SACRAMENTO, CA - It was a meeting none of the fans nor reporters knew about until after the fact, but it was also a meeting that signifies the fight in Sacramento to keep the Kings is just ramping up.
Mark Mastrov, the man who founded, then sold, 24-Hour Fitness, met with several local investors Monday, expressing his interest in the Sacramento Kings and keeping California's Capitol city alive.
"This guy does not want to be second. He wants to be first, he wants to have a championship team." said Larry Kelley, one of the 21 local investors who all pledged $1 million to form a local ownership group.
Under the guidance of Sacramento Mayor Kevin Johnson, the 21 local investors are banding together, hoping to attract a large equity investor. Together, they'll try to compete with the $525 million deal the Maloofs inked with Seattle's Chris Hansen and Steve Ballmer.
Until Monday, the names Ron Burkle, owner of the Pittsburg Penguins, and Mark Mastrov were mentioned, but never confirmed publicly.
Kelley and investor Phil Oates were so energized about Monday's meeting that they broke their silence.
"When looking for a partner you want integrity, passion and character," Oates said in an e-mail. "Mark Mastrov has all of this ... plus more. It would be a personal honor to be his partner."
"We really have a great team being led by Mr. Mastrov," Kelley said."I think he's certainly passionate about it and we have a face and a credible leader to go with this."
Mastrov bid on a another NBA team, the Golden State Warriors, in 2010.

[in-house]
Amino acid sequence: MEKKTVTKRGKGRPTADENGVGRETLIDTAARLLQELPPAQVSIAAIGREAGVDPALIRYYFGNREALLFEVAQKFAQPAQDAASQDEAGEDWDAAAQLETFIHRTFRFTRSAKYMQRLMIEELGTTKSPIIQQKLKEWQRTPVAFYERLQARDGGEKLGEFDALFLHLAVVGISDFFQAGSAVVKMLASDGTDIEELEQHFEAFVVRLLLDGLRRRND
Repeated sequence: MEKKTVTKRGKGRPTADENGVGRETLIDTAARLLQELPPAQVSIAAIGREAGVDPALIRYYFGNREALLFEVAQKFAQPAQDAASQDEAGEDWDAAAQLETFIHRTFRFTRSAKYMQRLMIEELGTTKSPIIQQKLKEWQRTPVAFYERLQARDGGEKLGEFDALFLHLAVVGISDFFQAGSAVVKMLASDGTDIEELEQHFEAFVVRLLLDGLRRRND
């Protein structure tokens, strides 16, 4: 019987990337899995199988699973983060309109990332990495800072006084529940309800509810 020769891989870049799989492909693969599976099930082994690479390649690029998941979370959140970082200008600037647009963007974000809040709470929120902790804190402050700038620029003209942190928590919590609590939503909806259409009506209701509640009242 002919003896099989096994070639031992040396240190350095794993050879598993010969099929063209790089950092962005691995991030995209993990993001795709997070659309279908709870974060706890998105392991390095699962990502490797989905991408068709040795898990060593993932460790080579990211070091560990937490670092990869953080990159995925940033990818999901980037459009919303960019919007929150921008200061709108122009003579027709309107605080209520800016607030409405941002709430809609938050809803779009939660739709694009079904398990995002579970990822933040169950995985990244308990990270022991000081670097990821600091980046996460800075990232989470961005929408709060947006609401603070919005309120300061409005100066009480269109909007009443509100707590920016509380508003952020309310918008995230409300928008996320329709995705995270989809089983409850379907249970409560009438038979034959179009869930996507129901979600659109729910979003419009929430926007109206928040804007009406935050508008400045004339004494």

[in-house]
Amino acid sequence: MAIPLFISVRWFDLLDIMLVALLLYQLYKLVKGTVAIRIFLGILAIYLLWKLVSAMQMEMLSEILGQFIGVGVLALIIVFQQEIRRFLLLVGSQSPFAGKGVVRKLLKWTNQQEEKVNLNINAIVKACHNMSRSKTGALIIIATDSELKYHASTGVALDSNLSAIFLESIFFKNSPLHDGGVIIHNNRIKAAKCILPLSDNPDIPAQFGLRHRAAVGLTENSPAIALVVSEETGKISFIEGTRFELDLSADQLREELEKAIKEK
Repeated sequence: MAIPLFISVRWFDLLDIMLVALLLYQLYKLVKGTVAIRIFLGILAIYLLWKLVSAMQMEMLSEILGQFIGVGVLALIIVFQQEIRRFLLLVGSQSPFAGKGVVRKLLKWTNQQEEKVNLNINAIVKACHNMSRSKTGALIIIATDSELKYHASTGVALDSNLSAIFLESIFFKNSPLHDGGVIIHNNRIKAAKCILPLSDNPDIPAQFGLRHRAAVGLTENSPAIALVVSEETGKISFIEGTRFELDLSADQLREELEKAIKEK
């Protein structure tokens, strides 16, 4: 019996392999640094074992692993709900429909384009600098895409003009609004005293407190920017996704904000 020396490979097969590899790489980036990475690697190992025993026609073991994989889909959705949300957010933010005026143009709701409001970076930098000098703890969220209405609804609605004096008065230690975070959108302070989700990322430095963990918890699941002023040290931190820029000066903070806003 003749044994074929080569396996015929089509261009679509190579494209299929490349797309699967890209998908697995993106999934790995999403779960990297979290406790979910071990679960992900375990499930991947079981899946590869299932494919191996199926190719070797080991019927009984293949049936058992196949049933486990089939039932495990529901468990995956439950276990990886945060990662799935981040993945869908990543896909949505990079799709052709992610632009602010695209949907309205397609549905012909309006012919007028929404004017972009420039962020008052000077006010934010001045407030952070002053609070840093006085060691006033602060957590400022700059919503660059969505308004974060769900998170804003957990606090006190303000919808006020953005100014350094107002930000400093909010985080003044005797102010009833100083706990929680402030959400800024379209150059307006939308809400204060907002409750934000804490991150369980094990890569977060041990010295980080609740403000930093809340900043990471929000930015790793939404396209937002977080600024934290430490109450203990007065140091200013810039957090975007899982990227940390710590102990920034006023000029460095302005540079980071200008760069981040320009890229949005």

"It was kind of funny, he (Mastrov) made the comment that it was quicker for him to drive here than it was for the Warriors, so isn't that great?" Kelley said."Here's a guy that's planning on being here as much as he can."
Last week, Gavin Maloof released a statement saying that he and his brothers had entered into an agreement selling their stakes in the Sacramento Kings to Hansen and Ballmer. It made no mention of relocation, but in previous comments Hansen made it very clear he's looking for a team for Seattle.
He's also investing a large portion of his personal wealth to build a new facility, replacing Key Arena in Seattle.
Johnson's plan is to compete with that offer, with money from Burkle, Mastrov and the local investors, and present it to the NBA Board of Governors in April.
"I know that under the direction and leadership of Mayor Johnson, the best days for Sacramento Kings basketball is right around the corner," Oates said.
When asked why Kelley is fighting to keep the Kings in Sacramento, he said, "We don't have another major league franchise. The River Cats are great, but we don't have the NFL, we don't have the NHL. I think is really an identifier for our community."
In a statement late Monday, Mayor Kevin Johnson said:
"Today's meeting was another positive step forward in our work to save the Kings. Mark introduced himself, shared a bit of his vision for building a championship-caliber franchise, and heard from many who share his commitment to Sacramento and belief in the strength of our market. Both Mark's local business roots - the Sacramento 24 Hour Fitness was one of the first facilities he opened up - and his deep ties to the NBA resonated with the room, as did his belief that the City's public-private partnership approach to a downtown arena provides us a major competitive advantage. In a spirited and hopeful conversation, Mark reminded us of the sense of economic and civic possibility that has motivated our community from day one."
By Nick Monacelli, firstname.lastname@example.org